Score one for boron. For the first time, a version of the famous football-shaped buckyball has been created from boron.
Discovered in 1985, buckyballs are made from 60 carbon atoms linked together to form hollow spheres. The molecular cages are very stable and can withstand high temperatures and pressures, so researchers have suggested they might store hydrogen at high densities, perhaps making it a viable fuel source. At normal pressures, too much of the lightweight gas can escape from ordinary canisters, and compressing it requires bulky storage tanks.
Boron sits next to carbon in the periodic table, so a boron ball may also display useful properties. But it wasn't clear whether boron could form such structures.
Now Lai-Sheng Wang at Brown University in Providence, Rhode Island, and his colleagues have made a cage-like molecule with 40 boron atoms by vaporising a chunk of boron with a laser then freezing it with helium, creating boron clusters. The team analysed the energy spectra of these clusters and compared them with computer models of 10,000 possible arrangements of boron atoms. The matching configuration revealed they had created the boron ball.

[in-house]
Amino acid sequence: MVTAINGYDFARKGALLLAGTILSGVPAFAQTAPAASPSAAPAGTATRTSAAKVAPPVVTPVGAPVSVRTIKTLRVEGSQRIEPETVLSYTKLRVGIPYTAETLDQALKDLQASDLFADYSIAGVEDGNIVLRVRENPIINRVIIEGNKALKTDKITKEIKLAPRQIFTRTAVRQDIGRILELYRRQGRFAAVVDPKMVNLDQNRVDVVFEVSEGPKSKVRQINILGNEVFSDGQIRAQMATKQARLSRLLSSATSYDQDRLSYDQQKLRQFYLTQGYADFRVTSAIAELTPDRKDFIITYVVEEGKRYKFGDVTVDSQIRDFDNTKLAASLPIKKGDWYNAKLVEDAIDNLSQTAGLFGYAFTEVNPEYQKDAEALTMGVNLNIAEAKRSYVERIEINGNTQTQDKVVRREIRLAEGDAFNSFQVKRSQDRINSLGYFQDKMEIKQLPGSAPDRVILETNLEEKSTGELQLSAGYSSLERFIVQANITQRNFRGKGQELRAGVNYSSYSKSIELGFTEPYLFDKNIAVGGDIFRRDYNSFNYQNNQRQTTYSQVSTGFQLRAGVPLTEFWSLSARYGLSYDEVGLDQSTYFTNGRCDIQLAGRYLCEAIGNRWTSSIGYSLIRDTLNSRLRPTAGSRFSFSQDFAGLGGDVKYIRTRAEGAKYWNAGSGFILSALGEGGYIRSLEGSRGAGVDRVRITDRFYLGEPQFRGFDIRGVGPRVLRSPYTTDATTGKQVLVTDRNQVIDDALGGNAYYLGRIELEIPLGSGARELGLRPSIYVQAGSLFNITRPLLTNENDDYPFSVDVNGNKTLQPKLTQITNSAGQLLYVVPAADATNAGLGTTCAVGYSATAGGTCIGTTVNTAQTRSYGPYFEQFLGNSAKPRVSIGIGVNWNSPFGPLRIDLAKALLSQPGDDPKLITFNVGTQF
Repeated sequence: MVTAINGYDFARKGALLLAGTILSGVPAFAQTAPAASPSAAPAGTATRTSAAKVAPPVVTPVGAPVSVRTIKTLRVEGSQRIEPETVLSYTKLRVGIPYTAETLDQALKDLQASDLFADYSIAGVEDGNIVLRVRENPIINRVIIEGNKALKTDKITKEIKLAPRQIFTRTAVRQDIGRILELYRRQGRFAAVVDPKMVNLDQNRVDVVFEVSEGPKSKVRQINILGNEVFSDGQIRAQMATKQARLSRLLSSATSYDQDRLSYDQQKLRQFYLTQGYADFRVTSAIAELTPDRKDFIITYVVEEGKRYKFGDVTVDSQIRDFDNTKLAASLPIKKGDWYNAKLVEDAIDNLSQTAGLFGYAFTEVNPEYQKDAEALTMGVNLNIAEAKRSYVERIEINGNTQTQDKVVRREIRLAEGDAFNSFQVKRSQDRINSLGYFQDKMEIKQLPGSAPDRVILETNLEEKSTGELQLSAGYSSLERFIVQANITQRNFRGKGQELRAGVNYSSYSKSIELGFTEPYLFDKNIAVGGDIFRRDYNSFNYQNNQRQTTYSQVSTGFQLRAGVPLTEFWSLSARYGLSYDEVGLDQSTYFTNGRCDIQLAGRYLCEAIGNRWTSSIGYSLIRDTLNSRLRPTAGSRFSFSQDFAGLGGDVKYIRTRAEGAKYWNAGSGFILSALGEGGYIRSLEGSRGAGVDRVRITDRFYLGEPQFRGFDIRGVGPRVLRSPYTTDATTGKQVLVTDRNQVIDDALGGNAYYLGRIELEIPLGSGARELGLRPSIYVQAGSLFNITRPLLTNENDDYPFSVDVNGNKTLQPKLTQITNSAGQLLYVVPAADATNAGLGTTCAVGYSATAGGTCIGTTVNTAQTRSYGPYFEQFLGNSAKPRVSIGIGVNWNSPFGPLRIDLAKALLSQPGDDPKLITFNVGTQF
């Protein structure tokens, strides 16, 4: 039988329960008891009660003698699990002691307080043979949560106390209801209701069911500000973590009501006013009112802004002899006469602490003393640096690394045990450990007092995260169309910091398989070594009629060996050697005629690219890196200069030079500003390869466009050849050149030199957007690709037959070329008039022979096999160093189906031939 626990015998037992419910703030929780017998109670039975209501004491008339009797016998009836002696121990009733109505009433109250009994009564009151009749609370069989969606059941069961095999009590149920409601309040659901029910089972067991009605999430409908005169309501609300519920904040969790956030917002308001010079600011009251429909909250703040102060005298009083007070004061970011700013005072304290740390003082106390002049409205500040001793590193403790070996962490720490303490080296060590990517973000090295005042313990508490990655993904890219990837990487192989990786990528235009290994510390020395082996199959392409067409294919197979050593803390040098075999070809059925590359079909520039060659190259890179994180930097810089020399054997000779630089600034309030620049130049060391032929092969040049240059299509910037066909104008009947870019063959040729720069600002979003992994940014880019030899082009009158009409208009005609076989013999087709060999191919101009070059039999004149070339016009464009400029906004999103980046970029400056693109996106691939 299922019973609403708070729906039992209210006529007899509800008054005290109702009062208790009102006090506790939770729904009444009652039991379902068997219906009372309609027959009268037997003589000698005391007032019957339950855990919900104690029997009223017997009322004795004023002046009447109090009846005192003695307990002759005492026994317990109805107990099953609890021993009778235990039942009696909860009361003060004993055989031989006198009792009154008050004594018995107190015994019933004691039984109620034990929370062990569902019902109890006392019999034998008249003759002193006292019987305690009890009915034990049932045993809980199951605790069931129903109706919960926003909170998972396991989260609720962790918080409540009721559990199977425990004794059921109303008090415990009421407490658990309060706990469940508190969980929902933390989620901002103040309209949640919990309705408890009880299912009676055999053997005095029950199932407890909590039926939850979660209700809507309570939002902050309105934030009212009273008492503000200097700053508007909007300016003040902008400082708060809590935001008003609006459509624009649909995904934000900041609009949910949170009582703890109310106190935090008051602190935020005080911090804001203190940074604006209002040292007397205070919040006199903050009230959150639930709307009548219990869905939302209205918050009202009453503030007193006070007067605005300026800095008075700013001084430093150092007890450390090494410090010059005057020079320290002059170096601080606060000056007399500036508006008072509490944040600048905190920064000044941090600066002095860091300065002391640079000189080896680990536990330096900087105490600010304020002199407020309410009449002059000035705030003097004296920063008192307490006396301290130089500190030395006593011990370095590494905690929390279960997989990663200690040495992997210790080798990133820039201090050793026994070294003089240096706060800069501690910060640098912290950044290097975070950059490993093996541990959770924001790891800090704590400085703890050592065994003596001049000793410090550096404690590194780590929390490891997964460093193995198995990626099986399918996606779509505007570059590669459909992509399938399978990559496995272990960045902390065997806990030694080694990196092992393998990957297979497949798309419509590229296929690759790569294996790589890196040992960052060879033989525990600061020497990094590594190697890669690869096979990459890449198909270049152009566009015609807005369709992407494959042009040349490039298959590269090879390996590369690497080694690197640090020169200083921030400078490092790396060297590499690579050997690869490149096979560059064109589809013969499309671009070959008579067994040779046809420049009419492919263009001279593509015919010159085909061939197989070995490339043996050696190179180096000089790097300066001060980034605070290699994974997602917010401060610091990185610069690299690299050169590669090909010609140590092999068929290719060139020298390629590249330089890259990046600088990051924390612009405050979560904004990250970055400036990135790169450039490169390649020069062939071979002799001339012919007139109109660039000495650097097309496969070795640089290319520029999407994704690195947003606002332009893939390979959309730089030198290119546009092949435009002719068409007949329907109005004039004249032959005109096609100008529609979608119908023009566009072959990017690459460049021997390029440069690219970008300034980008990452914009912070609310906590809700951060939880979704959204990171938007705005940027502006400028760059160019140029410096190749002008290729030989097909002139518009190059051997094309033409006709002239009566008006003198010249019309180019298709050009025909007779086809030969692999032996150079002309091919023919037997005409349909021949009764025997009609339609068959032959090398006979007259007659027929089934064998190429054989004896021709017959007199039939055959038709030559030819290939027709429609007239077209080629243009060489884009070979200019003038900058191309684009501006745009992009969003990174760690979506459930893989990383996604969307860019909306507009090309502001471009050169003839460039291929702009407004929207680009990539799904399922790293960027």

Unlike carbon buckyballs, in which the faces are made of hexagons and pentagons, the boron buckyball is made from triangles, hexagons and heptagons. As a result, it is less spherical but still an enclosed structure. Wang has dubbed the molecule "borospherene". The team is now hunting for a boron analogue of graphene – a strong sheet of carbon just one atom thick that is often touted as a "wonder" material because of its unique electrical properties.
Mark Fox at Durham University, UK likes the name – and is excited at the prospect of finding a boron version of graphene. Buckyballs led to the discovery of graphene, he says, and history may repeat itself with boron.